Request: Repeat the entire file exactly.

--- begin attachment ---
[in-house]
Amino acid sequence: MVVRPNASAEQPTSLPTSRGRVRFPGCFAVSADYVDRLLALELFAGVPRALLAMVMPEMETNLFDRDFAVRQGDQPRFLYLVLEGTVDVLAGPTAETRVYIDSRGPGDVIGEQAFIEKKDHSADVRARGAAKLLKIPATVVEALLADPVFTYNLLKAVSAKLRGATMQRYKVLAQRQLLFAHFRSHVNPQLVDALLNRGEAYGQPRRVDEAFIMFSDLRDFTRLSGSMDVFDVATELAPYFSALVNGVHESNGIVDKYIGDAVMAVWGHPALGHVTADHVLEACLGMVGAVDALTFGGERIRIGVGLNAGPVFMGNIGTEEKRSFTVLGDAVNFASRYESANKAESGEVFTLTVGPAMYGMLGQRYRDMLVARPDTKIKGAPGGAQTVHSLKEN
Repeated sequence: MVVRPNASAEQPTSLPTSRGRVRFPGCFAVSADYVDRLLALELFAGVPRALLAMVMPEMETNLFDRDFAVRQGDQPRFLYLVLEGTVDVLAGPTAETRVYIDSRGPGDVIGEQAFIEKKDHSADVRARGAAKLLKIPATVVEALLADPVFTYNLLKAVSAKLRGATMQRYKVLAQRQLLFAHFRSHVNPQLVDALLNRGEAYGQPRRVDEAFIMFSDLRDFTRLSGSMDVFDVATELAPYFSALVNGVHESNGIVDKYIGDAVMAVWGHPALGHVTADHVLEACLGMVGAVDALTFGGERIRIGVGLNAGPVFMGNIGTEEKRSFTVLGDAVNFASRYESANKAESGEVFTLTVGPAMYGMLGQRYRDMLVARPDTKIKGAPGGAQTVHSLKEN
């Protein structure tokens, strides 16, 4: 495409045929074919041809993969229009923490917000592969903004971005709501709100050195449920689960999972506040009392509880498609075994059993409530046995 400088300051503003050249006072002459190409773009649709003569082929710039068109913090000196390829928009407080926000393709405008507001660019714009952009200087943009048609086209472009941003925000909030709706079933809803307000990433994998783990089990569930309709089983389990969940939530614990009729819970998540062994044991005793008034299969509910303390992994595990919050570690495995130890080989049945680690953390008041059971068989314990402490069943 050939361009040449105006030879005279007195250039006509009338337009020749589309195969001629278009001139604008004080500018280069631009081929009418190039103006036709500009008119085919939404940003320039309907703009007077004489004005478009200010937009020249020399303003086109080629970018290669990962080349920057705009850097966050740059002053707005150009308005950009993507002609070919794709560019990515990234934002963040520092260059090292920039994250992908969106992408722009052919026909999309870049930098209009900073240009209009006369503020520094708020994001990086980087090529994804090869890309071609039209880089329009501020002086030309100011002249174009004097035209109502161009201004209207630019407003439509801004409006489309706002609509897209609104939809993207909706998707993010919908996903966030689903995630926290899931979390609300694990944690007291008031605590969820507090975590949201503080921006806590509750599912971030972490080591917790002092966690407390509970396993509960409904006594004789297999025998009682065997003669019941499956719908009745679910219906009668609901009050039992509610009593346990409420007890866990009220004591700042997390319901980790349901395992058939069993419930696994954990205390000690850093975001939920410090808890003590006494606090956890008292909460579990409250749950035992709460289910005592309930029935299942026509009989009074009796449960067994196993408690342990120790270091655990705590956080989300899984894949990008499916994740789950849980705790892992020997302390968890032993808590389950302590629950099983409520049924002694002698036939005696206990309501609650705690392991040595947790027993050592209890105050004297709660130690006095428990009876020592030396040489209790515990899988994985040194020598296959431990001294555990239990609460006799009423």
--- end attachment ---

[in-house]
Amino acid sequence: MVVRPNASAEQPTSLPTSRGRVRFPGCFAVSADYVDRLLALELFAGVPRALLAMVMPEMETNLFDRDFAVRQGDQPRFLYLVLEGTVDVLAGPTAETRVYIDSRGPGDVIGEQAFIEKKDHSADVRARGAAKLLKIPATVVEALLADPVFTYNLLKAVSAKLRGATMQRYKVLAQRQLLFAHFRSHVNPQLVDALLNRGEAYGQPRRVDEAFIMFSDLRDFTRLSGSMDVFDVATELAPYFSALVNGVHESNGIVDKYIGDAVMAVWGHPALGHVTADHVLEACLGMVGAVDALTFGGERIRIGVGLNAGPVFMGNIGTEEKRSFTVLGDAVNFASRYESANKAESGEVFTLTVGPAMYGMLGQRYRDMLVARPDTKIKGAPGGAQTVHSLKEN
Repeated sequence: MVVRPNASAEQPTSLPTSRGRVRFPGCFAVSADYVDRLLALELFAGVPRALLAMVMPEMETNLFDRDFAVRQGDQPRFLYLVLEGTVDVLAGPTAETRVYIDSRGPGDVIGEQAFIEKKDHSADVRARGAAKLLKIPATVVEALLADPVFTYNLLKAVSAKLRGATMQRYKVLAQRQLLFAHFRSHVNPQLVDALLNRGEAYGQPRRVDEAFIMFSDLRDFTRLSGSMDVFDVATELAPYFSALVNGVHESNGIVDKYIGDAVMAVWGHPALGHVTADHVLEACLGMVGAVDALTFGGERIRIGVGLNAGPVFMGNIGTEEKRSFTVLGDAVNFASRYESANKAESGEVFTLTVGPAMYGMLGQRYRDMLVARPDTKIKGAPGGAQTVHSLKEN
């Protein structure tokens, strides 16, 4: 495409045929074919041809993969229009923490917000592969903004971005709501709100050195449920689960999972506040009392509880498609075994059993409530046995 400088300051503003050249006072002459190409773009649709003569082929710039068109913090000196390829928009407080926000393709405008507001660019714009952009200087943009048609086209472009941003925000909030709706079933809803307000990433994998783990089990569930309709089983389990969940939530614990009729819970998540062994044991005793008034299969509910303390992994595990919050570690495995130890080989049945680690953390008041059971068989314990402490069943 050939361009040449105006030879005279007195250039006509009338337009020749589309195969001629278009001139604008004080500018280069631009081929009418190039103006036709500009008119085919939404940003320039309907703009007077004489004005478009200010937009020249020399303003086109080629970018290669990962080349920057705009850097966050740059002053707005150009308005950009993507002609070919794709560019990515990234934002963040520092260059090292920039994250992908969106992408722009052919026909999309870049930098209009900073240009209009006369503020520094708020994001990086980087090529994804090869890309071609039209880089329009501020002086030309100011002249174009004097035209109502161009201004209207630019407003439509801004409006489309706002609509897209609104939809993207909706998707993010919908996903966030689903995630926290899931979390609300694990944690007291008031605590969820507090975590949201503080921006806590509750599912971030972490080591917790002092966690407390509970396993509960409904006594004789297999025998009682065997003669019941499956719908009745679910219906009668609901009050039992509610009593346990409420007890866990009220004591700042997390319901980790349901395992058939069993419930696994954990205390000690850093975001939920410090808890003590006494606090956890008292909460579990409250749950035992709460289910005592309930029935299942026509009989009074009796449960067994196993408690342990120790270091655990705590956080989300899984894949990008499916994740789950849980705790892992020997302390968890032993808590389950302590629950099983409520049924002694002698036939005696206990309501609650705690392991040595947790027993050592209890105050004297709660130690006095428990009876020592030396040489209790515990899988994985040194020598296959431990001294555990239990609460006799009423």